During the Coronavirus pandemic, Who Cares? Scotland has been providing emergency support to Care Experienced people across Scotland. In this time we have received 535 calls with a weekly average of 134 calls from Care Experienced people seeking support. The average age of those calling for support is 21.
This work has shown that many of our campaigning asks in the last year have never been more relevant. It is globally accepted that this pandemic has had a unique and significant impact on the mental health of the population as a whole.
In June 2019 in our report, “We Don’t Have to Wait” we called for greater mental health support for Care Experienced people.
Specifically, we asked that the Scottish Government provide Care Experienced people with personalised, free counselling and therapy with the freedom to opt out and back in at any time.
In a study conducted in 2002, among young people aged 5–17 years who were looked after by local authorities in Scotland, 45% were assessed as having a mental health issue (Office for National Statistics, 2004).
Evidence of this came through in our analysis of thousands of pieces of evidence from our advocacy database and literature reviews of past reports into the wellbeing of Care Experienced people.
In The Promise, The Independent Care Review said:
“Many care experienced children and young adults told the Care Review that they were unable to access mental health support at the point it was needed. They were often required to be ‘stable’ before receiving a service, with long waiting times and limited services not providing what they needed. The current model for mental health support for children in care is not working. Care Experienced children and young adults have found it hard to access the right support and have found they have to be in acute crisis before support is available. When available, the Care Review heard that support does not consistently recognise the impact of the trauma and abuse that Care Experienced children and young adults have often experienced.”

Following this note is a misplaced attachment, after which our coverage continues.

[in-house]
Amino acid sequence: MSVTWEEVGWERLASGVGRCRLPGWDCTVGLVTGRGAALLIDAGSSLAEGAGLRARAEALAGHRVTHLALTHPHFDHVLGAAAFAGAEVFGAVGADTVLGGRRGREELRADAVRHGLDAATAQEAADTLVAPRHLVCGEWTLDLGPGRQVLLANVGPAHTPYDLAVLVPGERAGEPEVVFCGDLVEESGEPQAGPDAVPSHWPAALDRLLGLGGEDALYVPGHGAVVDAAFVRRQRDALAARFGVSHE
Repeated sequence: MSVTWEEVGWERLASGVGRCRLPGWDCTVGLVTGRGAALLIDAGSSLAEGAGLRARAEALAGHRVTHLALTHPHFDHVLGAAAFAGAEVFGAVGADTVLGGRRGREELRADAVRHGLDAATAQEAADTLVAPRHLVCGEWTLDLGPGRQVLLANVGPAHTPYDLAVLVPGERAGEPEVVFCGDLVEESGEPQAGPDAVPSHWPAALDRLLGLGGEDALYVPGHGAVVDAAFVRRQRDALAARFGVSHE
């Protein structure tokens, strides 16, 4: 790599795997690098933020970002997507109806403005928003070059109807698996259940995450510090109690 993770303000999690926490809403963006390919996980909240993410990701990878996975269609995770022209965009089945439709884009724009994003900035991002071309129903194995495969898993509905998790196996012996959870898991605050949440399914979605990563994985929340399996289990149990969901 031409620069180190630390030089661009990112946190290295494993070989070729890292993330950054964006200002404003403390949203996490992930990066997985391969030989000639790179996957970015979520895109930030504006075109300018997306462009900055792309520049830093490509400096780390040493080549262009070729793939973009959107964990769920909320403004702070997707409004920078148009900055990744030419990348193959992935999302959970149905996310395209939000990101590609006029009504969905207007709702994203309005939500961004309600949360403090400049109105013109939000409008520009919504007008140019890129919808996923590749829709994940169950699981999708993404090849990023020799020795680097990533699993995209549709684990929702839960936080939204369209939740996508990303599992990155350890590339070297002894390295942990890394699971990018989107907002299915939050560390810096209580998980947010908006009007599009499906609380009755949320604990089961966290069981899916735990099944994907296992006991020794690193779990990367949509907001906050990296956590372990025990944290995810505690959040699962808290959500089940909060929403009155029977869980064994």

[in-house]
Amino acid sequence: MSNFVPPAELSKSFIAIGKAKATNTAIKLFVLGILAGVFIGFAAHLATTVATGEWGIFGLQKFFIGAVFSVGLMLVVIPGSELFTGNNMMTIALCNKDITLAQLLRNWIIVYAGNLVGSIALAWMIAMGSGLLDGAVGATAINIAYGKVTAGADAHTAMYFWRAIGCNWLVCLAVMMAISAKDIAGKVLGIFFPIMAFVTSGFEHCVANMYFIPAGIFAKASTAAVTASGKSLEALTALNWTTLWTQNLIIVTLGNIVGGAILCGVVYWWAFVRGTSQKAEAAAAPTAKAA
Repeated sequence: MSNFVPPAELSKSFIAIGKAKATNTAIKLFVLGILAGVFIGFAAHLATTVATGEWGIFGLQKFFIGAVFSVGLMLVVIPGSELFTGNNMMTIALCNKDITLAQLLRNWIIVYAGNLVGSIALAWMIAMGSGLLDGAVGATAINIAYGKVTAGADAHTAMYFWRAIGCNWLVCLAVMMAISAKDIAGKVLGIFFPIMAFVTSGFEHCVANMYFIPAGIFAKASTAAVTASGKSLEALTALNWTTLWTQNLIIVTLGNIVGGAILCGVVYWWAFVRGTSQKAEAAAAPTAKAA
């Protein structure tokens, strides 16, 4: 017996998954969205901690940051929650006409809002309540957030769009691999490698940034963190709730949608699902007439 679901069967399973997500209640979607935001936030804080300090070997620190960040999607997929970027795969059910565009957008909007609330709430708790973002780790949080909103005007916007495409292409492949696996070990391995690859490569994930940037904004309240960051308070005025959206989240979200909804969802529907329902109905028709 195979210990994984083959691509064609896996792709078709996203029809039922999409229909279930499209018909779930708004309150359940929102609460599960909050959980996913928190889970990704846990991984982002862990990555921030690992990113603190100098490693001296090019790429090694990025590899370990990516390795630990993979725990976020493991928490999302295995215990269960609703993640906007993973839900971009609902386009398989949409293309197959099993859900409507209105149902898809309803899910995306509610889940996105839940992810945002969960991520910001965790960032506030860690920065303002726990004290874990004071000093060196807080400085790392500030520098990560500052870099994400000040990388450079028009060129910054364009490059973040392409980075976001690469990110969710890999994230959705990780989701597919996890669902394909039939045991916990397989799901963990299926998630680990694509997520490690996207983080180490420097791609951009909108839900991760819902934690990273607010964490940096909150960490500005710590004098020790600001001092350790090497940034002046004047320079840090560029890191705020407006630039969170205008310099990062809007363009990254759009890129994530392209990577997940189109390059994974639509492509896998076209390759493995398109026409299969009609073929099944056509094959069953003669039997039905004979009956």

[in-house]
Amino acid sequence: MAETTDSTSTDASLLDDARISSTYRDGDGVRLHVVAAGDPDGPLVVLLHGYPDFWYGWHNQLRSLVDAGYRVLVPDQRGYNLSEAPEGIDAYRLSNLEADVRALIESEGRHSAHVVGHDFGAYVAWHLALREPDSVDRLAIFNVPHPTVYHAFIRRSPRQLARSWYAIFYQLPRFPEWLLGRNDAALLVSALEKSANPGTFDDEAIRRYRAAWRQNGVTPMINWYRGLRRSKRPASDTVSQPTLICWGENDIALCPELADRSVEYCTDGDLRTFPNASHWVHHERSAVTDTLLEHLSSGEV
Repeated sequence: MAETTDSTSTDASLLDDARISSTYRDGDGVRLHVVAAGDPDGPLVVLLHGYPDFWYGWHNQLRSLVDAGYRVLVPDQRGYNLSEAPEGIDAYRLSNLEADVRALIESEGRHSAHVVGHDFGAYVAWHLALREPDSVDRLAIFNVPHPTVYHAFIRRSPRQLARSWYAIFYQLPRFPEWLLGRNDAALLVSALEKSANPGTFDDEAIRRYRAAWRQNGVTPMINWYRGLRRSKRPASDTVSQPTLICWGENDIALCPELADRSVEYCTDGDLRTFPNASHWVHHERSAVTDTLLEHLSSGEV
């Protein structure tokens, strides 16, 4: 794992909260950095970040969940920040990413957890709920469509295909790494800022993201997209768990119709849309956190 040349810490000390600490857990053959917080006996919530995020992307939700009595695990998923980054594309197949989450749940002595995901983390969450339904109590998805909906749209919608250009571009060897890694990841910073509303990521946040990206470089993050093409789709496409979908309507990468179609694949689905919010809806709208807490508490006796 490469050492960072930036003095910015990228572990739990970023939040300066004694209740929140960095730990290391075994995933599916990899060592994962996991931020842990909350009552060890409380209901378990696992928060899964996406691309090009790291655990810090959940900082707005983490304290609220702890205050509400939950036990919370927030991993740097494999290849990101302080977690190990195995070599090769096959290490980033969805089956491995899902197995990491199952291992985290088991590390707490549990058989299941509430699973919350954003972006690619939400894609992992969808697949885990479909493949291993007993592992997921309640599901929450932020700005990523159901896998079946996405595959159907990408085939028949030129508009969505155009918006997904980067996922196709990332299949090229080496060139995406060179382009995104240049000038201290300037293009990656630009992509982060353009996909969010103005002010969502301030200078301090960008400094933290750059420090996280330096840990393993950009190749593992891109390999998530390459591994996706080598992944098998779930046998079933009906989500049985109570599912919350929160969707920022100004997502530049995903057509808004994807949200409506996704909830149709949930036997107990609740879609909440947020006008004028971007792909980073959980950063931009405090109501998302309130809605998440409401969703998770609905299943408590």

The evidence from our “We Don’t Have to Wait” report and the Care Review has further been evidenced from the calls received by the Coronavirus helpline, established to provide emergency support to Care Experienced people, with support of the Government by Who Cares? Scotland.
Analysis of calls received by our helpline has shown that Care Experienced people are experiencing an increased sense of isolation. Callers have had mental health support suspended or their place on a waiting list extended further. This comes at a time when they are suffering from the effects of trauma linked to abuse, neglect, bereavement and isolation.
On a solution to the poor mental health experienced by Care Experienced people, the Independent Care Review suggested that:
“Scotland must ensure that timely, trauma informed and thoughtful support therapies act as a cushion to all those that require it, regardless of diagnosis.”
With investment from the Scottish Government, Who Cares? Scotland will act as a bridge to independent counselling support for Care Experienced people.
This support is provided independent from services and from Who Cares? Scotland. Support is available for 150 Care Experienced people, for up to eight counselling sessions with a counsellor of their choice from a menu of BACP accredited counsellors and therapists (British Association for Counselling and Psychotherapy).
The choice of counsellors will allow Care Experienced people to access counselling from individuals of their choice, trained in a variety of therapeutic practices, from different gender identities, ethnicities and ages.
Speaking about the new offer, Jo Holmes, the Children, Young People and Families Lead at the the British Association for Counselling and Psychotherapy said:
’It’s crucial our most vulnerable children and young people have easy access to trained, specialist counsellors during these difficult times, and I’m delighted to hear how this service is providing that lifeline to those in need. We know from current statistics that more young people are using the Who Cares? Scotland helpline as they struggle with additional anxiety and worries. An easy and clear pathway to speak to counsellors is crucial, timely and so very needed. It’s fantastic to see BACP and Who Cares? Scotland work together to ensure the highest possible standard for this vital service, and we look forward to collaborating in the future’’.
Am I eligible?
To be eligible for this counselling support, you will have to meet the following criteria:
Criteria for Counselling Service:-
- Care Experienced and resident in Scotland.
- 12 years of age or older.
- Completion of a CORE-10 outcome measurement scale completed with WC?S internal counselling team.
- A CORE-10 score of 10 or above.
- Agreeable counselling provided for up to 8 sessions only (extensions cannot be agreed at this time).
- Agree that a CORE-10 will completed on final session or as a follow-up once counselling concluded.
How to sign up:
If you’re interested in accessing counselling support, you can call the Who Cares? Scotland helpline on the following number: 0330 107 7540.
Alternatively you can email email@example.com with the subject title, Counselling Support.